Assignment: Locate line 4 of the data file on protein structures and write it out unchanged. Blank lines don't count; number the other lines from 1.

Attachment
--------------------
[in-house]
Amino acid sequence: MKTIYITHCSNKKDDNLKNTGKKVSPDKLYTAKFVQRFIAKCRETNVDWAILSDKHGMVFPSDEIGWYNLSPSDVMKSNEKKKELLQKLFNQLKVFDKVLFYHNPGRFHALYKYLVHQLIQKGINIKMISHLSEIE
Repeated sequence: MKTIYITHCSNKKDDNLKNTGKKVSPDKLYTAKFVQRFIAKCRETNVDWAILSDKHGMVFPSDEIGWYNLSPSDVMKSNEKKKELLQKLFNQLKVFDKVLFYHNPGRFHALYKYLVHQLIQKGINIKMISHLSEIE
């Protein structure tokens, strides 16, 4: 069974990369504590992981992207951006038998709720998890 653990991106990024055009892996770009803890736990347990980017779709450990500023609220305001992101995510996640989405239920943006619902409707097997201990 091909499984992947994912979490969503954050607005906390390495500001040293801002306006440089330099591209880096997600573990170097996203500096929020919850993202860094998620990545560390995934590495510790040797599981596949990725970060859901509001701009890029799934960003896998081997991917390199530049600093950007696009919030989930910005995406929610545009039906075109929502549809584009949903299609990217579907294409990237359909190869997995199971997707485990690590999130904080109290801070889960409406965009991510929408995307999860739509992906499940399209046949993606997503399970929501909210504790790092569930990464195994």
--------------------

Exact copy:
């Protein structure tokens, strides 16, 4: 069974990369504590992981992207951006038998709720998890 653990991106990024055009892996770009803890736990347990980017779709450990500023609220305001992101995510996640989405239920943006619902409707097997201990 091909499984992947994912979490969503954050607005906390390495500001040293801002306006440089330099591209880096997600573990170097996203500096929020919850993202860094998620990545560390995934590495510790040797599981596949990725970060859901509001701009890029799934960003896998081997991917390199530049600093950007696009919030989930910005995406929610545009039906075109929502549809584009949903299609990217579907294409990237359909190869997995199971997707485990690590999130904080109290801070889960409406965009991510929408995307999860739509992906499940399209046949993606997503399970929501909210504790790092569930990464195994």